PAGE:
Most Commonly Found Illegal Drugs in Truck Driver Testing

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Because of a high level of previous failed truck driver drug tests, the federal government this year is doubling the rate of commercial trucker drug testing. The latest results show just how important for public safety this stepped-up testing is.

Late last year the Federal Motor Carrier Safety Administration, the agency overseeing the nation’s commercial trucking industry, announced it will increase the 2020 rate of mandated random drug testing of big rig drivers from 25% to 50%. That jump represents about another 2 million truck driver drug tests.

There is good reason for this drastic action.  Per federal rules, the drug testing rate must double when positive truck driver drug-test rates hit at least 1% for a year.  That occurred in 2018, requiring this year’s increase in illegal substance testing.

The FMCSA just this month released a report of the most common illegal drugs found in truck driver tests so far in 2020.

Through May, there were 21,156 failed truck driver substance abuse tests, with 80% uncovering illegal drugs.  Driving with alcohol in their systems accounted for the remaining 20% of positive substance abuse tests.

Top Illicit Drugs Abused by Truck Drivers

According to the federal government’s report, the top illegal drugs found in truck drivers were, in order:

  • Marijuana
  • Cocaine
  • Methamphetamine
  • Amphetamines
  • Oxymorphone
  • Oxycodone
  • Hydrocodone
  • Hydromorphone

The first-ever Drug & Alcohol Clearinghouse for commercial truck drivers went live at the beginning of this year.  This is a database of failed truck driver substance abuse tests.  Federal rules now require that companies looking to hire a truck driver must first access this clearinghouse.

So those applying for a commercial truck driver job for the very first time, or those wanting to switch companies, must register if they want to be considered for employment.

This report on failed truck driver substance abuse tests was culled from Drug & Alcohol Clearinghouse data.  In February it was reported that 90% of truckers had yet to register for the Federal Drug & Alcohol Clearinghouse.  These new test results did not include an update on how many truckers are now registered, so it’s very possible that many more truck drivers abusing illegal substances have not have been caught yet.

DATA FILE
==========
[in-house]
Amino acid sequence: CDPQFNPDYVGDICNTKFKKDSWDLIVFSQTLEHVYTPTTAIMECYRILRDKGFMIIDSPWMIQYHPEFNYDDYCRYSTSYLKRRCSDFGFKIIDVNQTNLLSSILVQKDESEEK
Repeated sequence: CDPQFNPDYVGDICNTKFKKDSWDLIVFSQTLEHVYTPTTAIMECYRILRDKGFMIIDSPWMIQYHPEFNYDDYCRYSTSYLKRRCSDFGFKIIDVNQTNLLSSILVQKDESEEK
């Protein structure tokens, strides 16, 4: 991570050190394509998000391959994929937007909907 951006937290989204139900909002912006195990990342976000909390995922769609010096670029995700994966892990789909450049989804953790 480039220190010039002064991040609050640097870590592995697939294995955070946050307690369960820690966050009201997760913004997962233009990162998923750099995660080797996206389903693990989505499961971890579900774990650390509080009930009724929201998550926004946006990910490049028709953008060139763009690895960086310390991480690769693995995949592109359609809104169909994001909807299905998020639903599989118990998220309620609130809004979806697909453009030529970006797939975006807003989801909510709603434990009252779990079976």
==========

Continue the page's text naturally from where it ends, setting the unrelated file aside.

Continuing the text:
On top of that, trucker drug testing rules were relaxed at the beginning of June.

The FMCSA granted a three-month drug testing waiver for truck drivers returning to work following COVID-19 layoffs.  Previously, truck drivers returning from layoffs were exempt from new drug testing if they were tested within 30 days.  This new waiver extends this test-free period to 90 days, running through September.

The agency explained the waiver is a way for trucking companies to save money by reducing the costs of administering tests.

What Truck Drivers Must be Drug Tested?

Per federal rules those with a commercial driver’s license are subject to random drug testing under these conditions:

  • Their rig weighs at least 26,000 pounds
  • They are hauling hazardous materials
  • They are driving vehicles carrying at least 16 passengers

Any truck driver involved in a fatal accident must also be drug-tested within 24 hours.

When a truck fails a drug test, he or she must complete a substance abuse education and treatment program that meets federal guidelines.

While shared failed drug test results may keep some careless truck drivers off the road, the high number of truck drivers found to be abusing drugs remains a dangerous threat to other drivers.

If you lost a loved one in a crash with a commercial truck, speak with a truck accident lawyer about how to hold all negligent parties responsible for your loss.

The choice of a lawyer is an important decision that should not be based solely on advertisements.

Authored by Gray Ritter Graham, posted in Articles June 30, 2020

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